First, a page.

The term claw toe is most likely derived from the affected toe’s similarity in appearance to the claw of an animal or talon of a bird, as shown in the image below. The talon typically curves upward before it makes a descending C-shaped curve.
People often blame the common foot deformity claw toe on wearing shoes that squeeze your toes, such as shoes that are too short or high heels. However, claw toe also is often the result of nerve damage caused by diseases like diabetes or alcoholism, which can weaken the muscles in your foot. Having claw toe means your toes “claw,” digging down into the soles of your shoes and creating painful calluses. Claw toe gets worse without treatment and may become a permanent deformity over time.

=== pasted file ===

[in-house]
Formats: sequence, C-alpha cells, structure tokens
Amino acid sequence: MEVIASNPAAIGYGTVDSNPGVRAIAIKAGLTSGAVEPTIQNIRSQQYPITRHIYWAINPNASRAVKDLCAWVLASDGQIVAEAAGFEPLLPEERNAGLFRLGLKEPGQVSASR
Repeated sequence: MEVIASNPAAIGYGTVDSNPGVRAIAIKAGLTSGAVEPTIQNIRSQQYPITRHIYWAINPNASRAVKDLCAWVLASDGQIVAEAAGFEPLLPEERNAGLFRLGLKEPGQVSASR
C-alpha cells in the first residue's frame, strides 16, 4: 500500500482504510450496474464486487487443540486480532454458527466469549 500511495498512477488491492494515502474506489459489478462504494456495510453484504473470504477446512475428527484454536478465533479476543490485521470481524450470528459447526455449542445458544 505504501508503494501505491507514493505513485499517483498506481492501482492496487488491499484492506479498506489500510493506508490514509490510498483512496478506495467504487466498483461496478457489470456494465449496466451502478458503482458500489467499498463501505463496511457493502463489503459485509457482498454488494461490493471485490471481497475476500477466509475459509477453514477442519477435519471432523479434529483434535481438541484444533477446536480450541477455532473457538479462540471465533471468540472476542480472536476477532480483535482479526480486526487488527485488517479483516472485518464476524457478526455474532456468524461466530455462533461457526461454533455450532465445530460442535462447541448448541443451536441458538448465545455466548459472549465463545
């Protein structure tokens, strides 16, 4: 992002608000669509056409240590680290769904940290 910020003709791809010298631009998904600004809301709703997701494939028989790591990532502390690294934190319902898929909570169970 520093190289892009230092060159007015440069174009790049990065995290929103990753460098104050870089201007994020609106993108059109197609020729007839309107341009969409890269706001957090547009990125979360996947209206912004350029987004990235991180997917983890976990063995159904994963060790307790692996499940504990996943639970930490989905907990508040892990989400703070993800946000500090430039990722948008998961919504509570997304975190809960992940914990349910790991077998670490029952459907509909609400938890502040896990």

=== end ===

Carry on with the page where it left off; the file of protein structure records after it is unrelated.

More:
Symptoms of Claw Toe
- Your toes are bent upward (extension) from the joints at the ball of the foot.
- Your toes are bent downward (flexion) at the middle joints toward the sole of your shoe.
- Sometimes your toes also bend downward at the top joints, curling under the foot.
- Corns may develop over the top of the toe or under the ball of the foot.
Causes and Risk Factors for Claw Toe Deformity
In most cases, toe deformities are caused by a muscle imbalance in the foot. Flatfeet (pes planus), traumatic injuries, and underlying diseases may increase the risk for claw toes and hammertoes. Diseases and conditions that increase the risk include neuromuscular diseases (e.g., multiple sclerosis, Charcot-Marie-Tooth disease, cerebral palsy), inflammatory diseases (e.g., rheumatoid arthritis, psoriasis), and diabetes.